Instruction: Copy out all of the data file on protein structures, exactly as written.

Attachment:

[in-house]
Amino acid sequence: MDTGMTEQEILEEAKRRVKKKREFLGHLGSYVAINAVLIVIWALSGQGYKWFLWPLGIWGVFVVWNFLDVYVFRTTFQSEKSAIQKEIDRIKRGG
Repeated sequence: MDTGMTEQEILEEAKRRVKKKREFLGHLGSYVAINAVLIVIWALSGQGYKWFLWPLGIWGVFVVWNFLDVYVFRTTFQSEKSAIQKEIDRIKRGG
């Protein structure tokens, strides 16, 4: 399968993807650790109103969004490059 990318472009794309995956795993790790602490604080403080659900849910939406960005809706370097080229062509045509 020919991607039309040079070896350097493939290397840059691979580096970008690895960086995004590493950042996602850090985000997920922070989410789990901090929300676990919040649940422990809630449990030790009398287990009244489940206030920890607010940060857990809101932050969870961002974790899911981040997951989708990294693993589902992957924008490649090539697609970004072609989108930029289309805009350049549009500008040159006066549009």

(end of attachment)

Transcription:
[in-house]
Amino acid sequence: MDTGMTEQEILEEAKRRVKKKREFLGHLGSYVAINAVLIVIWALSGQGYKWFLWPLGIWGVFVVWNFLDVYVFRTTFQSEKSAIQKEIDRIKRGG
Repeated sequence: MDTGMTEQEILEEAKRRVKKKREFLGHLGSYVAINAVLIVIWALSGQGYKWFLWPLGIWGVFVVWNFLDVYVFRTTFQSEKSAIQKEIDRIKRGG
């Protein structure tokens, strides 16, 4: 399968993807650790109103969004490059 990318472009794309995956795993790790602490604080403080659900849910939406960005809706370097080229062509045509 020919991607039309040079070896350097493939290397840059691979580096970008690895960086995004590493950042996602850090985000997920922070989410789990901090929300676990919040649940422990809630449990030790009398287990009244489940206030920890607010940060857990809101932050969870961002974790899911981040997951989708990294693993589902992957924008490649090539697609970004072609989108930029289309805009350049549009500008040159006066549009």